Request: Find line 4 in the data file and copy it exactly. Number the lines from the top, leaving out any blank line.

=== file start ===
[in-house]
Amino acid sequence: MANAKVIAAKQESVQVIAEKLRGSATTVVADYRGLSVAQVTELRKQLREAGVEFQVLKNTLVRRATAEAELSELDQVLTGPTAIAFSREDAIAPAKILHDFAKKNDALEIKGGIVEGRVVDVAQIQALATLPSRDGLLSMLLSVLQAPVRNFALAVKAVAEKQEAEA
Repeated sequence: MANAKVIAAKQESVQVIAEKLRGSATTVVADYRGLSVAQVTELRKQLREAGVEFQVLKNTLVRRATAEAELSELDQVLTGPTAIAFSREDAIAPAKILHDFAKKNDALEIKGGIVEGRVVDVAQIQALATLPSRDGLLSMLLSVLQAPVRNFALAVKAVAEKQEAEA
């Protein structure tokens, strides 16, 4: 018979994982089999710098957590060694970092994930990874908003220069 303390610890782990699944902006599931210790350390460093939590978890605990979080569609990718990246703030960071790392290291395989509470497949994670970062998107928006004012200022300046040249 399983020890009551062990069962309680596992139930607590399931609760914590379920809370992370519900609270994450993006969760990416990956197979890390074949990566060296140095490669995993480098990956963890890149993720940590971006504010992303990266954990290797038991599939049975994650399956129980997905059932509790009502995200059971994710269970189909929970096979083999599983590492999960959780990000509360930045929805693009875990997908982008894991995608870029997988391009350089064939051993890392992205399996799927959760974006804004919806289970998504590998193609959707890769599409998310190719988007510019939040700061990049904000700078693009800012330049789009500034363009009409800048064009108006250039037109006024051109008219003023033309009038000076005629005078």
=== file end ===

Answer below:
């Protein structure tokens, strides 16, 4: 018979994982089999710098957590060694970092994930990874908003220069 303390610890782990699944902006599931210790350390460093939590978890605990979080569609990718990246703030960071790392290291395989509470497949994670970062998107928006004012200022300046040249 399983020890009551062990069962309680596992139930607590399931609760914590379920809370992370519900609270994450993006969760990416990956197979890390074949990566060296140095490669995993480098990956963890890149993720940590971006504010992303990266954990290797038991599939049975994650399956129980997905059932509790009502995200059971994710269970189909929970096979083999599983590492999960959780990000509360930045929805693009875990997908982008894991995608870029997988391009350089064939051993890392992205399996799927959760974006804004919806289970998504590998193609959707890769599409998310190719988007510019939040700061990049904000700078693009800012330049789009500034363009009409800048064009108006250039037109006024051109008219003023033309009038000076005629005078």